That said, my team just completed an incredibly impressive and large update of features to the Combyne website and iOS and Android mobile apps, including adding a hay/straw marketplace function. Do you know anyone struggling to move hay right now?

The Combyne marketplace helps you buy or sell hay and straw with ease

A Run on the Food Supply Chain?

While food supply chains continue to be a focus of organization for western governments, it’s a lost cause in developing nations that don’t have the infrastructure or monetary capabilities to keep things in check. This has been further augmented by the strength of the U.S. Dollar (thanks to the Federal Reserve’s position of backing basically the entire economy), which has thus devalued currencies elsewhere. For example, in Lebanon, supermarkets aren’t even putting price tags on food items anymore because their currency, the Pound, is dropping so quickly. [8]

Similarly, in Argentina, COVID-19 has created an economic crisis within an economic crisis. Businesses and citizens are pulling out their money from local banks as the peso loses value seemingly by the hour. The only option to try to maintain the value of your money is to try and exchange it for U.S. Dollars. [9] What’s more incredible is that, in Argentina, the central bank has set deposit interest rates at 26.6% (meaning you earn a quarter of your money in interest every year) but, that savings benefit is nullified when inflation is clocking along at 48%!

Intuitively, this is creating a challenge for the food supply chain there. On one hand, domestic grain prices are climbing in Argentina thanks to their currency depreciating and so farmers want to sell. However, because of the export issues thanks to the dry Parana River, farmers are instead having to buy up a record amount of grain/silo bags to store the crop that is currently in the process of coming off. [10]

Good Weather Opens Plant 2020 Season

Compounding this for farmers in Argentina is some wet weather. Heavy rains in Argentina have stopped the corn and soybean harvest there, but that same moisture should help boost the soil profile for the wheat Plant 2020 campaign that’s starting in a few weeks. [11] Keep in mind that a lot of Argentina didn’t see any wet weather in April, which is one of the reasons that their main river for export markets, the Parana, is super dry. More specifically, government data suggests that the Parana River’s water levels at the port of Rosario is about half a meter, down significantly from the average in April of 4 meters! [12] Accordingly, ocean-bound vessels are only able to load up to about 75% of what they normally would, or else they’d get stuck (which has happened, 2 years ago to be exact).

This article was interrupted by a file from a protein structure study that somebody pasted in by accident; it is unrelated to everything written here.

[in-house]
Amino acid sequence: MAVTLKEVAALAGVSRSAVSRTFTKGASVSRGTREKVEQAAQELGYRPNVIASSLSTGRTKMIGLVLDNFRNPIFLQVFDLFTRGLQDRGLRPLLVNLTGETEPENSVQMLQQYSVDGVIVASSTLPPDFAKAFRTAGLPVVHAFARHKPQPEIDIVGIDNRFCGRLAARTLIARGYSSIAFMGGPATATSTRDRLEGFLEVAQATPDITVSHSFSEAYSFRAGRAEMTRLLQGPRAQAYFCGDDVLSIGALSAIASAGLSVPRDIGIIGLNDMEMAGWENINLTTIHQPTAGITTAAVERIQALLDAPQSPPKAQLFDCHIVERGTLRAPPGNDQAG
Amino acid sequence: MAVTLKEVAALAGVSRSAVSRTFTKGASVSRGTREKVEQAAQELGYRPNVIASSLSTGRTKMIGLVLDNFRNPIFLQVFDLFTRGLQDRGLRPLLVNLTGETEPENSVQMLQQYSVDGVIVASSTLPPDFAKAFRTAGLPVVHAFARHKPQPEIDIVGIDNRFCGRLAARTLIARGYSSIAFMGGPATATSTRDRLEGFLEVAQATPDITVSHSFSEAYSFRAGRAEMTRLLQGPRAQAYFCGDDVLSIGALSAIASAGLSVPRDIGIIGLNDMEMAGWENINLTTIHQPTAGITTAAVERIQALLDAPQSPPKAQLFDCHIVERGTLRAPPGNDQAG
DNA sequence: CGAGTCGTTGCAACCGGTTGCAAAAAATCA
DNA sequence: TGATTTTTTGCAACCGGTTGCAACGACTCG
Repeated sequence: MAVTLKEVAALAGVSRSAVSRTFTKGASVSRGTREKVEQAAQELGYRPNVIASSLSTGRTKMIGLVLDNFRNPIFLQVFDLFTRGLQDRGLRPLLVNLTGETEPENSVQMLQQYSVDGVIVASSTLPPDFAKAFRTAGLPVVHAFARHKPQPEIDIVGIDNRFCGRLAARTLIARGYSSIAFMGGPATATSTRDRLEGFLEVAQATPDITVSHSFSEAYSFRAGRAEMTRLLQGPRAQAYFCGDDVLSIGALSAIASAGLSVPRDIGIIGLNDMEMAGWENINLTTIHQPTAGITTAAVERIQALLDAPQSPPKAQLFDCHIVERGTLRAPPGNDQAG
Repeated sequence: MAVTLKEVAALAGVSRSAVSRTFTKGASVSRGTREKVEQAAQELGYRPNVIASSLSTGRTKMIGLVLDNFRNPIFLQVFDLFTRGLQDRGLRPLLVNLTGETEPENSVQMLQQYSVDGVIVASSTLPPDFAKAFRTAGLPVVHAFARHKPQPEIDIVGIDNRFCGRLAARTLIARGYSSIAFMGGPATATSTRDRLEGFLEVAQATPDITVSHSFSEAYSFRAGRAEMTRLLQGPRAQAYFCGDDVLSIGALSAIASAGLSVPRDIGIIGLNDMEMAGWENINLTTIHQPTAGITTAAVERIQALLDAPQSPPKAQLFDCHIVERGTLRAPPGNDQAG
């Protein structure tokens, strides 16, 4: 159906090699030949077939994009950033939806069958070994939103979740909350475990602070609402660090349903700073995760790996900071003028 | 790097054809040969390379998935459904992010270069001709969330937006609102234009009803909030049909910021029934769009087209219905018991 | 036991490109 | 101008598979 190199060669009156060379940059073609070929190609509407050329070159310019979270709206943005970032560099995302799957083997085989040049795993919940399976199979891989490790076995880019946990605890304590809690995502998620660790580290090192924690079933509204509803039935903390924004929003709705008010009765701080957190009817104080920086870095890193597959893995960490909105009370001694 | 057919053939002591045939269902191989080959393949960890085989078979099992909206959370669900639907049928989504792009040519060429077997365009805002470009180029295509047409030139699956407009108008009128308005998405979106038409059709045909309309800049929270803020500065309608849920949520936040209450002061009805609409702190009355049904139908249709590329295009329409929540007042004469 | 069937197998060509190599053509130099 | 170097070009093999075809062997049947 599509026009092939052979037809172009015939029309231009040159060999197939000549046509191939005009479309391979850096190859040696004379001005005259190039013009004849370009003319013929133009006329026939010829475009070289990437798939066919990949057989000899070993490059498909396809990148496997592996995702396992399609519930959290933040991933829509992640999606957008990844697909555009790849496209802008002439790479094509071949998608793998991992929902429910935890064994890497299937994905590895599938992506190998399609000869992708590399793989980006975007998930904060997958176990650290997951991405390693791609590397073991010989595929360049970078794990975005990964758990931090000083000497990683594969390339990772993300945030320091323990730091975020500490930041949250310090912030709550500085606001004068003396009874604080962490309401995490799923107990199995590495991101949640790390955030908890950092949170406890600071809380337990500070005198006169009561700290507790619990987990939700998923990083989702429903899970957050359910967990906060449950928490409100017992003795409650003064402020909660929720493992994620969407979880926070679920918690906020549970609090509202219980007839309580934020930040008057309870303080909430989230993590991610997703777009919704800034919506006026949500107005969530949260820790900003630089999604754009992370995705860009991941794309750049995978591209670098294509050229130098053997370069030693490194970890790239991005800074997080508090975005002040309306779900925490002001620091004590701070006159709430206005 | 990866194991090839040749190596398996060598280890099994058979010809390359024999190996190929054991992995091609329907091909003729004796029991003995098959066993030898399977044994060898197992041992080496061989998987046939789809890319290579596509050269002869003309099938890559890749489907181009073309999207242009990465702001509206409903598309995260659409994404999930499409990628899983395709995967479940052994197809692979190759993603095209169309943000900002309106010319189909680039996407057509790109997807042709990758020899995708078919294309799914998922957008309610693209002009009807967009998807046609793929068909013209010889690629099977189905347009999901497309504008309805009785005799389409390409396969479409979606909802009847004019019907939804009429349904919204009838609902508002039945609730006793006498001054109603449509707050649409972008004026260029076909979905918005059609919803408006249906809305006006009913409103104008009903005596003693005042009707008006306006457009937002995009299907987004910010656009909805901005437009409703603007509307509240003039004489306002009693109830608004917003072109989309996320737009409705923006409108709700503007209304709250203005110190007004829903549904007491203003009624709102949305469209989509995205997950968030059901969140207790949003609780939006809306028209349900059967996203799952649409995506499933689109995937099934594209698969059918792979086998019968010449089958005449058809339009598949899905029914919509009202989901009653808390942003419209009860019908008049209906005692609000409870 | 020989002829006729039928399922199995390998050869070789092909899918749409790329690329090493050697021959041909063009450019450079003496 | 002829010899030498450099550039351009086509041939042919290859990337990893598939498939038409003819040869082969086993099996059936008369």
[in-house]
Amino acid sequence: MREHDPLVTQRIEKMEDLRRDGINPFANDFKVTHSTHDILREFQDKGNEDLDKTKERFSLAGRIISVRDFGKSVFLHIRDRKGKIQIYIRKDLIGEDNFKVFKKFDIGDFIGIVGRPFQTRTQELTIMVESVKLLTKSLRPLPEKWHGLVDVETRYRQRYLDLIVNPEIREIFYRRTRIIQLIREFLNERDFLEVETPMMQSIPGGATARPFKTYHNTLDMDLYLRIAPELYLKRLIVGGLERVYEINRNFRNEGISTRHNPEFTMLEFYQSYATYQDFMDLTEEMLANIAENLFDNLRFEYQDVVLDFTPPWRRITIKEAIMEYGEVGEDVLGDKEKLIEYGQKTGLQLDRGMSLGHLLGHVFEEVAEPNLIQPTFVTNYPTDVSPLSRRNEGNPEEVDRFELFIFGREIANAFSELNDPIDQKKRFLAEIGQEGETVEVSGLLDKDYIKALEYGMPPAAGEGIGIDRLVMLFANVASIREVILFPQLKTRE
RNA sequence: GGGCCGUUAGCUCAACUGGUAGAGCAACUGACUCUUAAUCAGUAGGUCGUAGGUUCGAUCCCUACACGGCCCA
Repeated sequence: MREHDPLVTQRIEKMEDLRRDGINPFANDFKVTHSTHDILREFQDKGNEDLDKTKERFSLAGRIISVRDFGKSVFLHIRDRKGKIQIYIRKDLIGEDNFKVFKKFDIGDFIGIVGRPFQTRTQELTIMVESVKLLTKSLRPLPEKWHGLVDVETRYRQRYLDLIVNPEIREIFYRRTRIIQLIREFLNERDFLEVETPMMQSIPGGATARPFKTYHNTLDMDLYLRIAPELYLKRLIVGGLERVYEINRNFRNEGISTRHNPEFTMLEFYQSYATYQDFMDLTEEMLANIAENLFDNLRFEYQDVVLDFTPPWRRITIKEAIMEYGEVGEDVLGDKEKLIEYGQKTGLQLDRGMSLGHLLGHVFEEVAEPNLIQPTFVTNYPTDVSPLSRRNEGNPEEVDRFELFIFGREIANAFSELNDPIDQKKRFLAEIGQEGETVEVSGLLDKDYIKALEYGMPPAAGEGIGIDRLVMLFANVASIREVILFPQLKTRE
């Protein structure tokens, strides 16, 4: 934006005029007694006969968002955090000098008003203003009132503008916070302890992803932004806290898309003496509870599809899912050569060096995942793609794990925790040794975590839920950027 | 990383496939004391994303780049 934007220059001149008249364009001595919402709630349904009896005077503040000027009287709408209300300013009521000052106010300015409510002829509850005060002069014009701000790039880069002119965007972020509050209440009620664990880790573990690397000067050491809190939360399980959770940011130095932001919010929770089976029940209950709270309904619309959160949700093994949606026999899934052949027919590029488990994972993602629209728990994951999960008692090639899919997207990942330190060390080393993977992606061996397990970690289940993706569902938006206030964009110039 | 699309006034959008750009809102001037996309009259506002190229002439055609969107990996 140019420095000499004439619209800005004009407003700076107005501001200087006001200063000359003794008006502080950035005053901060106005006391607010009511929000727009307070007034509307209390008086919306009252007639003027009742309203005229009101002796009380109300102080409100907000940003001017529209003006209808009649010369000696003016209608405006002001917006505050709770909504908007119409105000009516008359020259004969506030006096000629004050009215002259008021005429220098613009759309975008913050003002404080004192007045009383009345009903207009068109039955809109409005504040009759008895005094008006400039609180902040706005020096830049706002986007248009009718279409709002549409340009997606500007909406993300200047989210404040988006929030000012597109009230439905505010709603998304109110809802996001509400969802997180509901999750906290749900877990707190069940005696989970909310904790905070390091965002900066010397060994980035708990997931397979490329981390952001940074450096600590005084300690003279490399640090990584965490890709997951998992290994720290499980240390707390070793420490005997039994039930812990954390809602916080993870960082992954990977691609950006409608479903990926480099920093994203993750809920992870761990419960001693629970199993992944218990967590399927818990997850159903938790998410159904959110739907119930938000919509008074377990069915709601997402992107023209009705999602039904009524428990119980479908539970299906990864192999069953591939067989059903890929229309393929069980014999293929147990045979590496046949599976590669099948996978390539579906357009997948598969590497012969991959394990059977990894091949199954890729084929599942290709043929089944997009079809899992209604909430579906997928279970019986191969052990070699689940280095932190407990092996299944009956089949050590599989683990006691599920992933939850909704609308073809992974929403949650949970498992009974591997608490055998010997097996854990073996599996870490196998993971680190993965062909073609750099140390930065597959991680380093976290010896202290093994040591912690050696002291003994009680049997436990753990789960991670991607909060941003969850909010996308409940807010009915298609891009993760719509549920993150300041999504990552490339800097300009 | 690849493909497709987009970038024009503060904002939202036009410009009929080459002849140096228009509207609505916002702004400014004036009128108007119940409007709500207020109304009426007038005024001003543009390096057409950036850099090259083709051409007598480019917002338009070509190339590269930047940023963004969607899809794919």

A window has opened for a lot of producers across North America to hit the fields to start Plant 2020. In Monday’s crop progress report from the USDA, 27% of expected American corn acres had been planned, a healthy bump from the 5-year average of 20%. [13] For soybeans, 8% of the crop was in the ground, matching the seasonal average. Put simply, last week and part of this week has been a dream when it comes to seeding conditions, especially when comparing it to last year and the record amount of Prevent Plant acres. [14]

It’s a different situation for spring wheat though, as just 14% of expected American acres were in the ground through this past Sunday, which is less than half of the 5-year average and well below the market’s expectation of 18% complete. [15] Keep in mind that just 11% of the crop was planted at this time a year ago, and the same soggy conditions seen then are rearing its head again.

For the winter wheat crop, extensive freeze damage is getting reported after the frosty temperatures seen earlier in April. [16] Accordingly, the USDA’s good-to-excellent rating on the U.S. winter wheat crop was lowered by 3 points from last week to 54%. Over the next week or so, areas that are going hard right now for Plant 2020 could see some wet and even snowy weather. More long term, U.S. Farm Report meteorologist Mike Hoffman says that northern areas (including Western Canada) could see below average temperatures AND precipitation. [17]